This is the fifty-seventh annual report of dissertations in progress in theatre arts in the United States. The entries contained in this report were solicited from those universities offering a doctoral degree in areas related to theatre; the completeness and accuracy of the report depend largely on the immense cooperation of those students and faculty members who were kind enough to submit complete and timely information—either by e-mail, regular postal mail, or fax. A future request for information will be mailed in October 2009 for the 2010 edition. Please contact the editor/researcher if an institution is not already receiving the annual call for submissions.
This report lists (in order) the doctoral student's name, dissertation title, university, department affiliation, faculty supervisor, and projected year of completion. Dissertation topics are arranged in two parts: in Part I, topics are listed first geographically, and secondarily by time periods; Part II provides additional divisions for those projects that do not fit in easily according to geography or time, but conform to the growing areas of contemporary research.
It has been brought to our attention over the past two years that the categorical system used in the compiling of this list is outdated and no longer truly serves the needs of the modern academic environment. In light of this, my associate editor and I are looking at altering the existing system, or perhaps creating an entirely new categorical system. With this in mind, please feel free to contact us with your suggestions and concerns so that this compilation may continue to serve all of us more effectively.
This is my second year as editor/researcher for this report. My associate editor and I greatly appreciate the cooperation of all of the students and faculty who have contributed to this present annual report of dissertations in progress in theatre arts. We would like to express our sincere appreciation to the Texas Tech University Department of Theatre and Dance and its chair, Professor Fred Christoffel, for sponsoring our research request. Again, we are grateful for the response we received from the theatre community. [End Page 359]
House, Melanie. Their Place on the South African Stage: The Peninsula Dramatic Society and the Trafalgar Players. Ohio State University. Theatre. Lesley Ferris. 2009.
Lantz, Victoria Pettersen. Legitimacy and Cultural Citizenship: The Caribbean Diaspora, Black Britain, and the Theatre of Mustapha Matura. University of Wisconsin–Madison. Theatre and Drama. Aparna Dharwadker. 2009.
Fawcett, Julia. Overwriting the Self: Actors' Autobiographies, Shandyism, and Self-Effacement in Eighteenth-Century England. Yale University. English Language and Literature. Joseph Roach and Jill Campbell. 2011.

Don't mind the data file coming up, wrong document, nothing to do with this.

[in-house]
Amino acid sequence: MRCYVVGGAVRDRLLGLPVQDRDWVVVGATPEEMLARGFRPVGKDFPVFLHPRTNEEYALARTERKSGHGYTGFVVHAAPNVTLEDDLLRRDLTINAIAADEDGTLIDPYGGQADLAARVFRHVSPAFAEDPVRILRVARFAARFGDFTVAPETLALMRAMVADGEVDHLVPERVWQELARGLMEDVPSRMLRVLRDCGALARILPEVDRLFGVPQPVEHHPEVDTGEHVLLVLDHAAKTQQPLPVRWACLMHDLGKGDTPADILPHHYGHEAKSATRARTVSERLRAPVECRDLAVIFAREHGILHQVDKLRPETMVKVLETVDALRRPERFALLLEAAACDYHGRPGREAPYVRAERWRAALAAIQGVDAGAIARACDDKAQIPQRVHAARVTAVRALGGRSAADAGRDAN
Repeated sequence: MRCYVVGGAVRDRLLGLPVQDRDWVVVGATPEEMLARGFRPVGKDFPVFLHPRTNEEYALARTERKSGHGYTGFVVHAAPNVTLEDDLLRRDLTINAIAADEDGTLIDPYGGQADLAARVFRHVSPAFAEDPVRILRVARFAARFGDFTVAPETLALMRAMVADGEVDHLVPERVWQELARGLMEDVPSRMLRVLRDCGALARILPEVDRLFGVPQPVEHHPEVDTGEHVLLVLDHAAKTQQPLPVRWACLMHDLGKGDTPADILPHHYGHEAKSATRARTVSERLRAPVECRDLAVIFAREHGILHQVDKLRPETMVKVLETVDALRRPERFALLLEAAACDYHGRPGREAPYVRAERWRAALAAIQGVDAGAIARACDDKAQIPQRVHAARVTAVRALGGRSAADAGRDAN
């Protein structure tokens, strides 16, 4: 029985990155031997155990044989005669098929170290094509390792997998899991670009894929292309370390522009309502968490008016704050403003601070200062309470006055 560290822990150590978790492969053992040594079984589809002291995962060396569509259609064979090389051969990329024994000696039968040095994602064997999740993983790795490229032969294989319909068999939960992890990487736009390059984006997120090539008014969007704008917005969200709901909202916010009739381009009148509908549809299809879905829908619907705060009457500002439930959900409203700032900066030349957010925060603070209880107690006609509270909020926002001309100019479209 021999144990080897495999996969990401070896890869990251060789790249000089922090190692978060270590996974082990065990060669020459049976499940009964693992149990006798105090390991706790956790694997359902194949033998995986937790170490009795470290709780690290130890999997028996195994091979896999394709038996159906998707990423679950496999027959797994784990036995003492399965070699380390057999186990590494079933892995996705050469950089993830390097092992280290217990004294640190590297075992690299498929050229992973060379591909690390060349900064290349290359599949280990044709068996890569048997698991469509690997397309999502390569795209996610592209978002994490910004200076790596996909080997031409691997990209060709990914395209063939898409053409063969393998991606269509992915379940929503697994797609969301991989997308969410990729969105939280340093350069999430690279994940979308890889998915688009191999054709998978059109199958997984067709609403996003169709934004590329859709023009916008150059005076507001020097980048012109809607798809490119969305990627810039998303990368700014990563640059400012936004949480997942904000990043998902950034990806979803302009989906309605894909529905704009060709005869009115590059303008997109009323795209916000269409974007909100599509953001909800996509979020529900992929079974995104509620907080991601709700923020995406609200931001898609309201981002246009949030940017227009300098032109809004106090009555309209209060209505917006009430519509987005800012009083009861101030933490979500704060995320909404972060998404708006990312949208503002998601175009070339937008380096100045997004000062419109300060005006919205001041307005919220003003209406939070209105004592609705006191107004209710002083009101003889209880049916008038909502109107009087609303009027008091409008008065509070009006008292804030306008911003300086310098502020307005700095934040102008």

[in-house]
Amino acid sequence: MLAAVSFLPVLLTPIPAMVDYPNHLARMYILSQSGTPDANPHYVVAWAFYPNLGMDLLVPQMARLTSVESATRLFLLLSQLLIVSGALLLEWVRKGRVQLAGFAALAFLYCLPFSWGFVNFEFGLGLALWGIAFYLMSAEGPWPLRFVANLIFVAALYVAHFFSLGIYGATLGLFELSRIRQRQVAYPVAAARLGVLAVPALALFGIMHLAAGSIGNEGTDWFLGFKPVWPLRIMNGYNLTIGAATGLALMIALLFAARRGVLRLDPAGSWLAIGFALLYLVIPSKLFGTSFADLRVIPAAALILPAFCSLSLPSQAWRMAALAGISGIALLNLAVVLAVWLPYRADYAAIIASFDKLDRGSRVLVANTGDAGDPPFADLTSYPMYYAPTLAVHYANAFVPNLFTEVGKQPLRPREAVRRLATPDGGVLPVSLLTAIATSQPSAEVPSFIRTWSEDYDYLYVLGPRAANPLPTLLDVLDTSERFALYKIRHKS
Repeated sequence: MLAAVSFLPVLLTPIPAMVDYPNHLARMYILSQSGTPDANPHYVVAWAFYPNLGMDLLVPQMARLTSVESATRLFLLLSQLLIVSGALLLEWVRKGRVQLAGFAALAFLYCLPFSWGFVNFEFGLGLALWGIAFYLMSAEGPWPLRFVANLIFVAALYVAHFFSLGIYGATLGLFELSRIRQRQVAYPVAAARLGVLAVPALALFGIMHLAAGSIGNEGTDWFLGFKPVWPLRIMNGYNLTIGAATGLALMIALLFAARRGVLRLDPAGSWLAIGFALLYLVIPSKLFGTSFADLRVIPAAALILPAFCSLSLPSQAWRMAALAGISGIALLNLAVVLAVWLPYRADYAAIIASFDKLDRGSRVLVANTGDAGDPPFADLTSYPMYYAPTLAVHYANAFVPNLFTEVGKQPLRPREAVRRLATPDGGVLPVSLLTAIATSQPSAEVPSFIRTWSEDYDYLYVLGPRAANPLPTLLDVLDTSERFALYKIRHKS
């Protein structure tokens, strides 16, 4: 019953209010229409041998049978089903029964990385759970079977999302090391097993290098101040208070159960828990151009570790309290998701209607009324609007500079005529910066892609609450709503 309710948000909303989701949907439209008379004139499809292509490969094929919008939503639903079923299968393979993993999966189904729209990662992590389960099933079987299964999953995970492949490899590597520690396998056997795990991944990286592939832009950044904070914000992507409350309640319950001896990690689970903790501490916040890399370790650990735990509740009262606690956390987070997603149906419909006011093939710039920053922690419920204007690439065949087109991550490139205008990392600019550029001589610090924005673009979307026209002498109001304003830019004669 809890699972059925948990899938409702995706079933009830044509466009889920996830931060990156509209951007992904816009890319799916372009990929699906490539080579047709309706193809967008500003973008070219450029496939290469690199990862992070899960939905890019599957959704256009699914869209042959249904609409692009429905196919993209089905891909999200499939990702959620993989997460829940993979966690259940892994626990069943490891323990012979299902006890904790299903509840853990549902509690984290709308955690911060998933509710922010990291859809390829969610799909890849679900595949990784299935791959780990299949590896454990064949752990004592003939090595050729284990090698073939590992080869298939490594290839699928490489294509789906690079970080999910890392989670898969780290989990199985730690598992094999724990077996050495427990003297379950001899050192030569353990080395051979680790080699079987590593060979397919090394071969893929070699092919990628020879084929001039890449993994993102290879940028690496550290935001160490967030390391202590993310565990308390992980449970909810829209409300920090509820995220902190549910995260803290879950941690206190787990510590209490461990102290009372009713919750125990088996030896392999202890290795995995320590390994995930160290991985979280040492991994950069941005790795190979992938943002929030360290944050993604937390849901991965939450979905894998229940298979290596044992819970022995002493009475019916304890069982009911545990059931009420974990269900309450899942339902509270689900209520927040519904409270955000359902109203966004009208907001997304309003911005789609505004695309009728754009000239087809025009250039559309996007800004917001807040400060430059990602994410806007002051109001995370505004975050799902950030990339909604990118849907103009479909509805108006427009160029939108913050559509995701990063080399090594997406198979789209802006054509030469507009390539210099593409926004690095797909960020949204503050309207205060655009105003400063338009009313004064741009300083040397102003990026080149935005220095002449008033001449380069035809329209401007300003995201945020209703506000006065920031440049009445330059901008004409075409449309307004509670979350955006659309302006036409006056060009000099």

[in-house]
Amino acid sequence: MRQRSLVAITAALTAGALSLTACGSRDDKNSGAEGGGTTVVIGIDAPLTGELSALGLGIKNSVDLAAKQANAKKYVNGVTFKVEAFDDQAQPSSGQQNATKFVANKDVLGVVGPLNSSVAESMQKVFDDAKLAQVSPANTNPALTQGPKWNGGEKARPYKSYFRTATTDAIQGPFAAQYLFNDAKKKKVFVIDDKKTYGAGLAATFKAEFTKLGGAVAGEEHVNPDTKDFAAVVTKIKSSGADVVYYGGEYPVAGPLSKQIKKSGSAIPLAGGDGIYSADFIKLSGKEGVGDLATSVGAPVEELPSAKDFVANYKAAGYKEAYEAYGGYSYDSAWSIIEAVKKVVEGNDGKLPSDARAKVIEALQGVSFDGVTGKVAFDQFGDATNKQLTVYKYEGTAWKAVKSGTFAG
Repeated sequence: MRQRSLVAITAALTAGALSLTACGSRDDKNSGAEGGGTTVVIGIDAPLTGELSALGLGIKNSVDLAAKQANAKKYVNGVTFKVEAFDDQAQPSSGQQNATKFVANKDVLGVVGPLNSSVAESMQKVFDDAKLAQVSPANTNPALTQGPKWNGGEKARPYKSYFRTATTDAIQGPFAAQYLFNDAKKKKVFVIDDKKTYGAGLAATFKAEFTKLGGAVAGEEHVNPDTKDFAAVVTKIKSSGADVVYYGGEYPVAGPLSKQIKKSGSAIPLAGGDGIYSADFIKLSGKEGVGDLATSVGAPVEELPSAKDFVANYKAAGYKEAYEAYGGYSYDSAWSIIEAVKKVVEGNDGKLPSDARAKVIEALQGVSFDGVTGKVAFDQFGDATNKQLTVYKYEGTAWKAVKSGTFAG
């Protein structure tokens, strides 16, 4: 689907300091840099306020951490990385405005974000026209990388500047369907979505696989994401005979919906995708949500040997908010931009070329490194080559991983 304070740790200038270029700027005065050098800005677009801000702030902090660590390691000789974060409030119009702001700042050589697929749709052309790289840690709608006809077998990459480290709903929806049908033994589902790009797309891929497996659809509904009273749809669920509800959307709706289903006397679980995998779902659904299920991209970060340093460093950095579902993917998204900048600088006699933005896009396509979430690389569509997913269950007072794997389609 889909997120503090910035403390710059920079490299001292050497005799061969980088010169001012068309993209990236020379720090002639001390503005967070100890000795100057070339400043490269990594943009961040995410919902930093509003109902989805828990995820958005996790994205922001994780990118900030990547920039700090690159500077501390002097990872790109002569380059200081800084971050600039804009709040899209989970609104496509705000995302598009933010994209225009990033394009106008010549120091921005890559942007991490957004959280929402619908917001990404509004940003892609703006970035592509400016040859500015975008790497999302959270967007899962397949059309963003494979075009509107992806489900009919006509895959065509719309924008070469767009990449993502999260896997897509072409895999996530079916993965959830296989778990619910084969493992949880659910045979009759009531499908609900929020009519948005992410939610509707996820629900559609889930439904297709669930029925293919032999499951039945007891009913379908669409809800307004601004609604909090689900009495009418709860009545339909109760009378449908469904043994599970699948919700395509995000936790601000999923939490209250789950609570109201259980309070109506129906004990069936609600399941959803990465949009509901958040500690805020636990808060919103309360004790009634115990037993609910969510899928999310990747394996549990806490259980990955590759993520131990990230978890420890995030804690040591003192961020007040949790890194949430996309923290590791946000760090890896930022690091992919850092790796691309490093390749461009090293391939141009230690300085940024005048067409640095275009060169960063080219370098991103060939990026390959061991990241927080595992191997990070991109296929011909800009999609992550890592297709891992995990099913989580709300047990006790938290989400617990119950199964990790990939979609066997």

Carnwath, John D. The Institutionalization of German Theatre, 1815–1935. Northwestern University. Theatre and Drama. Tracy C. Davis. 2010.
Hedman, Nathan J. The Return of Repetition: Charting the Philosophical Dramaturgy of Lessing, Kierkegaard, and Strindberg. Northwestern University. Theatre and Drama. Tracy C. Davis. 2010.
McIvor, Charlotte. Performing the Global Irish: Culture, Race, and Performance after the Celtic Tiger. University of California, Berkeley. Performance Studies. Shannon Steen and Peter Glazer. 2011.
Capuana, Janice. Rehearsing "the South": Sicilian Constructs of Representation on the Stage, 1860–1917. Graduate Center, CUNY. Theatre. Marvin Carlson. 2011.
Scippa, Christine E. Theatre at the Convent in Coun-ter-Reformation Venice. Northwestern University. Theatre and Drama. Edward Muir. 2010.
Chon, Chu Young. Transforming Indigenous Performance Arts: The Socio-Political and Artistic Implications of Jinchaek Sohn's Madangnori. Ohio State University. Theatre. Lesley Ferris. 2009.
Park, Joohee. Theatre for Children and Young People in Korea, 1989–2002. University of Wisconsin–Madison. Theatre and Drama. Manon van de Water. 2010.
Long, Hugh K. At Swords' Length: Theatrical Dueling in the Spanish Renaissance Drama. Tufts University. Drama. Laurence Senelick. 2009.
Swift, Christopher. Theatres of Absence: Seville, 1248–1550. Graduate Center, CUNY. Theatre. Pamela Sheingorn. 2010.
Martin, Christopher. How the Waltz Has Won: Towards an Understanding of the Formation of a Waltz Aesthetic. University of Maryland. Theatre. Faedra Carpenter. 2009.
Lewis, Helen Deborah. The fin-de-siècle American Actress and the Making of...